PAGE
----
After a promising start to his career on the ice, the Norwegian suffered a near-fatal mining accident at the turn of the 1970s and was told by doctors his days of competing at the highest level were over. But Storholt had other ideas.
Born in Trondheim in 1949, he showed early promise as a skater and joined the Falken club, which sported two Olympic champion alumni in Sverre Farstad, who won gold in the 1,500m in St Moritz in 1948, and Hjalmar Andersen, a triple-gold medallist at the 1952 Oslo Games.
Storholt’s prowess took him to the Norwegian Junior Championship in 1969 – then came the accident. But, astonishingly, by 1972 he had clawed his way back to the top of his sport. And after a series of his compatriots turned professional in 1973 – thereby barring them from Olympic competition – Storholt was, quite suddenly, the best amateur speed skater in the country.
But he would still have to wait three years for major success – and 1976 was to be his greatest year. After taking bronze at the European All-round Championships that year, Storholt arrived in Innsbruck for the 1976 Winter Olympics with his eye on a gold medal, entering all four competitions.
His quest for glory was fruitless until the 1,500m. As the lanky electrician lined up to race Yuri Kondakov of the Soviet Union in the fourth pair, Dutchman Hans van Helden was in the lead.
As the rivals set off, 72kph gusting winds swept the 400m oval at The Olympia Eisschnelllaufbahn in Innsbruck.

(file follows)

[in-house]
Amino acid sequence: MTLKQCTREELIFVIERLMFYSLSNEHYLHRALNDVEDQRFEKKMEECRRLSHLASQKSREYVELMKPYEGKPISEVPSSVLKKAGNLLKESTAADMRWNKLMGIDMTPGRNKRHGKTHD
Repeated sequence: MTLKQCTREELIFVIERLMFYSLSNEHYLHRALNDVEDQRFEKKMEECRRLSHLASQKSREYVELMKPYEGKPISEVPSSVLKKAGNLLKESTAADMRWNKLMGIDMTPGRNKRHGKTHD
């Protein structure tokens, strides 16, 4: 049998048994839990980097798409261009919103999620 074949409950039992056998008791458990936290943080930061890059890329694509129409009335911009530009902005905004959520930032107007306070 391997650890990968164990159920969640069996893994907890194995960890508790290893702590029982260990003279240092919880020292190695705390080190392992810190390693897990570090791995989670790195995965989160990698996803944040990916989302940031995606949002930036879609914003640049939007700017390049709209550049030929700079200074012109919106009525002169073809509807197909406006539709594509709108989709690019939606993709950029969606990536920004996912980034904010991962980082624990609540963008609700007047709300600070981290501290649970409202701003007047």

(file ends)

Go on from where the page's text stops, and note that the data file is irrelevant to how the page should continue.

The race was thrilling and they were neck-and-neck all the way – but Storholt nicked it to earn Norway its second gold medal of the Games, on his 27th birthday. His time of 1:59.38 smashed the Olympic record set in Sapporo four years previously by the great Ard Schenk of Holland.
Storholt told journalists immediately afterwards that he had circled the day of the Olympic 1,500m race on his calendar a year before. With a grin, he said: “I didn’t know if Friday 13th would be lucky for me or not.”
A year later Storholt became European all-round champion and was narrowly defeated by Eric Heiden in the World All-round competition. He won silver behind Heiden in three consecutive World Championships, and won a European All-round gold for the second time in 1979. Storholt ended his speed skating career in 1981, after having won bronze in the World Championships.
His prowess on the ice earned him a place in the history books with Amund Sjøbrend, Sten Stensen, and Kay Stenshjemmet as one of Norway’s “Four S-es” (four aces), who dominated speed skating during the country’s golden age in the sport in the 1970s.